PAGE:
This article was written for information purposes only. It’s not intended or suggesting you consume dates and/ or prunes to treat or cure any disease or medical condition. Always consult your healthcare provider before consumption.
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Kayal Michele, “Dates: The Sticky History of a Sweet Fruit,” https://www.nationalgeographic.com/culture/food/the-plate/2015/06/18/dates-the-sticky-history-of-a-sweet-fruit/#close, June 18, 2015
Vayalil PK, “Date fruits (Phoenix dactylifera Linn): an emerging medicinal food,” https://www.ncbi.nlm.nih.gov/pubmed/22214443/
“Prune,” https://www.britannica.com/topic/prune, February 19, 2020
Ahmed Jasim, Siddiq Muhammad, et al. “Date Fruit Composition and Nutrition,” https://www.researchgate.net/publication/257303571_Date_Fruit_Composition_and_Nutrition, March 2014
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Ginwala Rasheeda, Bhavsar Raina, “Potential Role of Flavonoids in Treating Chronic Inflammatory Diseases with a Special Focus on the Anti-Inflammatory Activity of Aspigenin,” https://www.ncbi.nlm.nih.gov/pmc/articles/PMC6407021/, February 5, 2019
Shukla Sunil Dutt, Bhatnagar Maheep, et al. “Critical Evaluation of Ayurvedic Plants for Stimulating Intrinsic Antioxidant Response,” https://www.ncbi.nlm.nih.gov/pmc/articles/PMC3405414, July 26, 2012
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Stacewicz-Sapuntzakis Maria. “Dried Plums and Their Products: Composition and Health Effects – An Updated Review,” https://www.researchgate.net/publication/257347735_Dried_Plums_and_Their_Products_Composition_and_Health_Effects-An_Updated_Review, October 2013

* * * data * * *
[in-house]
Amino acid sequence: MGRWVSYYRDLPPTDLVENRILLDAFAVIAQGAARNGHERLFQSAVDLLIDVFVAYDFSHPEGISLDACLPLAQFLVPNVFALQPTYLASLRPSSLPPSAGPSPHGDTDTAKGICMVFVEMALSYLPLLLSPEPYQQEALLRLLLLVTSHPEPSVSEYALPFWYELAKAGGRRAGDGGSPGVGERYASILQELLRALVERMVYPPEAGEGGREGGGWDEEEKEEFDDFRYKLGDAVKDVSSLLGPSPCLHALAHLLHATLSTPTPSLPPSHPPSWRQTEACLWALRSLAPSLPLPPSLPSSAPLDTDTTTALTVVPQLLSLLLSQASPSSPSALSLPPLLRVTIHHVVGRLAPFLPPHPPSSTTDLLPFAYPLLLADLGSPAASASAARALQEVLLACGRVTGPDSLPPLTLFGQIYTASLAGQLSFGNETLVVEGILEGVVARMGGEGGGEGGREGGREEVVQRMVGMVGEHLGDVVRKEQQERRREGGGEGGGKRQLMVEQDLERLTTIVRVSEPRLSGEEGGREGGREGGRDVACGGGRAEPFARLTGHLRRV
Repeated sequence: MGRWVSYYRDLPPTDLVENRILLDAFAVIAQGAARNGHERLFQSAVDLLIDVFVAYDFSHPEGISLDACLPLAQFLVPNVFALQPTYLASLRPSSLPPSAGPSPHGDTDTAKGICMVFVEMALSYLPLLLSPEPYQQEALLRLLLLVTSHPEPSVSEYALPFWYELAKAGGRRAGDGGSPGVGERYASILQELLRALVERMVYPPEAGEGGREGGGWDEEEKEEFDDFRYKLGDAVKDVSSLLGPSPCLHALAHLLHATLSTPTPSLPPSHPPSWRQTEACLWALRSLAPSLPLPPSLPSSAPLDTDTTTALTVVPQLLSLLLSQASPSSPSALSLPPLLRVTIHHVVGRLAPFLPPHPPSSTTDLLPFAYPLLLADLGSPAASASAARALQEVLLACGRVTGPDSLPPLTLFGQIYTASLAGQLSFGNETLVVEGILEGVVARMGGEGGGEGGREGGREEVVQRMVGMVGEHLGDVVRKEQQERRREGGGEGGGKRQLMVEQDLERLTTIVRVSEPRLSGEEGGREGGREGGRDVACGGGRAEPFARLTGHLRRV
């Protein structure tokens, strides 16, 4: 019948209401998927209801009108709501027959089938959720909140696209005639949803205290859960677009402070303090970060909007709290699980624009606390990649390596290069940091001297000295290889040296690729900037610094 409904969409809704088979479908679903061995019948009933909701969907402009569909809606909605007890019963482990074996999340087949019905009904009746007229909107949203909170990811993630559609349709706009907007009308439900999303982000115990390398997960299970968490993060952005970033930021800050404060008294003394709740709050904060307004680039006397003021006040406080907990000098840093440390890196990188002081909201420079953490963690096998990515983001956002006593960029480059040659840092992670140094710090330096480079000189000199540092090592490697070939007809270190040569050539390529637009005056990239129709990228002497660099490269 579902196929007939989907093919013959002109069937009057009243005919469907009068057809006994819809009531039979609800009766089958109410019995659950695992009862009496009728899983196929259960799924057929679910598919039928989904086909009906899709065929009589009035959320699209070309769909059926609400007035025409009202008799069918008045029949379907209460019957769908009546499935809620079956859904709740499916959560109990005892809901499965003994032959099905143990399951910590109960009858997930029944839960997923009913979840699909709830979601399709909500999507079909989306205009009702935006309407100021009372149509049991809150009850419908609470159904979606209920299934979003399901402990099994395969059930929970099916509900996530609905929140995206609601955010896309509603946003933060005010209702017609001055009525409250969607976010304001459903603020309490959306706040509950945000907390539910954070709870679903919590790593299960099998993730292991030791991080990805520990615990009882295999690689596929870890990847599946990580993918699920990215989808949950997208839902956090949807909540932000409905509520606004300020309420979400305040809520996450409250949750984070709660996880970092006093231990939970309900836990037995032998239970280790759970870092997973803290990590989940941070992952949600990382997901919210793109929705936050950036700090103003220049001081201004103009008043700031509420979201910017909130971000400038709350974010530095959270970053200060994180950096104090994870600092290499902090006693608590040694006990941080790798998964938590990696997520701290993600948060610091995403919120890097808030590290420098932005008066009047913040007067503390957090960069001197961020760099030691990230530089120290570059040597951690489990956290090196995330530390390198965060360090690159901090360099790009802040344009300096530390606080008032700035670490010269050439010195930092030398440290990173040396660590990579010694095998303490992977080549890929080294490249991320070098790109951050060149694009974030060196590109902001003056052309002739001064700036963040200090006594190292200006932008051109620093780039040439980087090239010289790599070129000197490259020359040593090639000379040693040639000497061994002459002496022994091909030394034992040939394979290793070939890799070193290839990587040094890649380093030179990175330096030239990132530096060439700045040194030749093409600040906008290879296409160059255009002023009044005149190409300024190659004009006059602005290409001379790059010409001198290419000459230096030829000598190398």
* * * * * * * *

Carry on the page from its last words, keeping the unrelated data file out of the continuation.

Rahmani Arshad H, Aly Salah M, et al. “Therapeutic effects of date fruits (Phoenix dactylifera) in the prevention of diseases via modulation of anti-inflammatory, anti-oxidant and anti-tumour activity,” https://www.ncbi.nlm.nih.gov/pmc/articles/PMC3992385/, March 15, 2014
Rock Wasseem, Rosenblatt Mira, et al. “Date Consumption (and mainly the Hallawi variety) by healthy subjects, despite their high sugar content, demonstrates beneficial effects on serum triacylglycerol and oxidative stress and does not worsen serum glucose…” https://www.greenmedinfo.com/article/date-consumption-and-mainly-hallawi-variety-healthy-subjects-despite-their-hig, September 9, 2009
“Prunes vs Dates – Health Benefits, Nutrition Facts, Side Effects, Differences,” https://www.yourhealthremedy.com/medicinal-plants/prunes-vs-dates/, August 3, 2019
Wallace, TC. “Dried Plums, Prunes and Bone Health: A Comprehensive Review,” https://www.ncbi.nlm.nih.gov/pubmed/28422064, April 19, 2017
Hooshmand S, Chai S. “Comparative effects of dried plum and dried apple on bone in postmenopausal women,” https://www.ncbi.nlm.nih.gov/pubmed/21736808, September 2011
Nagdeve Meenakshi. “13 Proven Health Benefits of Dates,” https://www.organicfacts.net/health-benefits/fruit/health-benefits-of-dates.html, February 28, 2020
Attaluri A, Donahoe R, et al. “Randomised clinical trial: dried plums (prunes) vs. psyllium for constipation,” https://www.ncbi.nlm.nih.gov/pubmed/21323688, April 2011
“Vitamin A,” National Institutes of Health, Office of Dietary Supplements, https://ods.od.nih.gov/factsheets/VitaminA-HealthProfessional/
"Glycemic index and glycemic load for 100 + foods," glycemicindex.pdf (oregonstate.edu)
This content is for informational purposes only and does not substitute for formal and individualized diagnosis, prognosis, treatment, prescription, and/or dietary advice from a licensed medical professional. Do not stop or alter your current course of treatment. If pregnant or nursing, consult with a qualified provider on an individual basis. Seek immediate help if you are experiencing a medical emergency.
© 2020 Beverley Byer